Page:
Not long ago I had an e-mail exchange with somebody that had developped a jQuery plugin and wanted some advices on how to handle accessibility issues.
The plugin was really a good one but it frustrated me exactly because of its lack of accessibility and semantics. I always found myself bothered by the fact that, because of its "flaws", I could not really recommend the plugin to my clients without a pinch in my purist principles. And, well, I knew that some small changes would easily do the trick.
That is why, when I had the chance to exchange some e-mails with him, I took the opportunity to, first, congratulate him for the great work and second to point out what could be improved in his plugin so to make it completely smashing.
Among other things like the lack or the misuse of title attributes here and there, what annoyed me
was the fact that the added dynamic content was completely semanticless. A whole block of content was
wrapped in a simple
<div> tag... No paragraph.
Indeed, call me a purist, but for me, when I have a paragraph of text, I put it inside a
<p> tag... just like that.
So, proud of my own principles, feeling like Dalay Lama versing all his wisdom,
I wrote him with all my best intentions
saying: "Here you'd better use a
<p> tag instead of a
tag doesn't have a semantic meaning". I could go on saying that the world balance depended on
small tiny details like that and so on (laughs), but I didn't want to freak him out.
I thought I gave him good advice by telling him to take care of semantics, specially knowing
that it would be easy to fix. However, I received an answer that I still cannot quite understand: he used
<div> tag on purpose, exactly because it has no semantic weight.
I really wanted to ask him why. Which possible reason could drive somebody to choose willingly the
dark side of the force? But I didn't. Something was telling me that he would not answer or that he
would be so vague that it would not help.
Ok. I can understand those who don't care for semantics. I work with many developers that have all the focus on development and simply don't think about it. For some, the HTML is mostly a boring thing that must be scripted. I can understand those that spend 40 minutes to choose the right tag (yes, apparently they exist. I wouldn't say much myself! haha! But, no, that's not true either, I cannot understand them, if they're really out there). Yes, we can be indulgent enough with those that don't care or don't have the required level of HTML knowledge, but what can we say about those that intentionally don't want to be semantic?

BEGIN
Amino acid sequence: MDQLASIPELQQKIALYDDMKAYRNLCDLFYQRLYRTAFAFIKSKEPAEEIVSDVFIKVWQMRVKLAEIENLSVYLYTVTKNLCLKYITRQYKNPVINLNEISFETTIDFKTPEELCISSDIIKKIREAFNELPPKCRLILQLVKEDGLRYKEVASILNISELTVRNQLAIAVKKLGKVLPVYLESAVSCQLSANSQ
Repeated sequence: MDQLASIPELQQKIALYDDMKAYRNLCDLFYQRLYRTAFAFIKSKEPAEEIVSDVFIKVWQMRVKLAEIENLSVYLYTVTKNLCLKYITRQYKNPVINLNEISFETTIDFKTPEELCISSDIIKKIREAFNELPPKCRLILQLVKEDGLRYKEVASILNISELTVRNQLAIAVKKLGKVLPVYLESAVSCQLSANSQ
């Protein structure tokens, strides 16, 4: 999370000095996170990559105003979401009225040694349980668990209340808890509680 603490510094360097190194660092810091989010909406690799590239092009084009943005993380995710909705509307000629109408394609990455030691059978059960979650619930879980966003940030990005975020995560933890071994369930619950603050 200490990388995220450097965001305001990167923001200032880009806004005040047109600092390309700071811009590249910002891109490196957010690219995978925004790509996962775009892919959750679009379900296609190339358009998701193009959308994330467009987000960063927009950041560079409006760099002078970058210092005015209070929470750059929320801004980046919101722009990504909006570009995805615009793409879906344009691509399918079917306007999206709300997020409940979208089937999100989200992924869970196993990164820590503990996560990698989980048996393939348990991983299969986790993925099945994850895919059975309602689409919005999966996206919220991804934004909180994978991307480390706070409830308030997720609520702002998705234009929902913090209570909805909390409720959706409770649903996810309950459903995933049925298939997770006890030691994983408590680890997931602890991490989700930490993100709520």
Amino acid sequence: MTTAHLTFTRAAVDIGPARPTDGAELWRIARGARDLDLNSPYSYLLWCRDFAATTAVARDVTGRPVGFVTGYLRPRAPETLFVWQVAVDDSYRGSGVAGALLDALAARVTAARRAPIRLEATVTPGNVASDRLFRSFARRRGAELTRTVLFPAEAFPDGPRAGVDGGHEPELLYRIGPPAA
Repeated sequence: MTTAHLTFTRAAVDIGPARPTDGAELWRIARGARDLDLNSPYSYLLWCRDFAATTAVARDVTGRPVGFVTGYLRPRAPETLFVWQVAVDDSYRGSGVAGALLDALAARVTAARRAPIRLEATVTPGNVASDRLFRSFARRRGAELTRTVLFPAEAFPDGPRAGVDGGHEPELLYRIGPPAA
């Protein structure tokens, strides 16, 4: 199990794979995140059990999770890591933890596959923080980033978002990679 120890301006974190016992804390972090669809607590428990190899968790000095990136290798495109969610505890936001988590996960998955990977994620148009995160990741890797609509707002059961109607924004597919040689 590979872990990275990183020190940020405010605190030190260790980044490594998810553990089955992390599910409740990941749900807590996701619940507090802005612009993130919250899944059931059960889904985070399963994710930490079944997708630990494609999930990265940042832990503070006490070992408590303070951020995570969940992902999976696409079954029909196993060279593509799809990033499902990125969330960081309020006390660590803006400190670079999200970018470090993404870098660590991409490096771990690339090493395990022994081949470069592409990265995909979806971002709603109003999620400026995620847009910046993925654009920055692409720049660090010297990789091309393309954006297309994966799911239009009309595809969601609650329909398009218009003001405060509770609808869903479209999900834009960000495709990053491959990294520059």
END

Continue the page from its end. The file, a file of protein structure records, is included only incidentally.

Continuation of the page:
Can this be fear? I mean, if I choose the non-semantic path I don't have to fear doing wrong, do I? Well, besides having chosen the wrong path...
Can't we be more redundant, please?
I cling to semantics not just because I know its benefits or because I cannot go against what is pure and simple logic for me, but also because it is the basis for an optimized and coherent CSS design.
For example, I have a straightforward way to control relative font sizes in my style-sheets: in the beggining of the CSS I declare the size of my text in "em", and I declare them exclusively to text block elements like Hs, p, li, dt, dd. Never to inline elements or to divs. This allows me to assure a coherence of font sizes, avoiding surprises like tiny text sizes that, I believe you know quite well, happens everytime an element accumulates its relative font size with the relative font size declaration of its parent.
When I have an exception of size for an inline element, I adjust it using "%", what is very handy and simple.
That is one of the best practices I stick to because it eases my work, and again because it is logical. Now, guess what I have when I use a plugin that adds to the DOM a bunch of divs with no text block? Yes, I have a big text whith the default font size of the browser that, usually, has nothing to do with the size of my paragraphs, of course. And here I go adding useless, redundant properties to my CSS to fix the font size for each and every semanticless div.
I wonder why all frameworks or libraries or whatever couldn't be like jQuery, that never imposes a markup, freeing you to apply a plugin to whatever bunch of code we want, and that, that's really logical.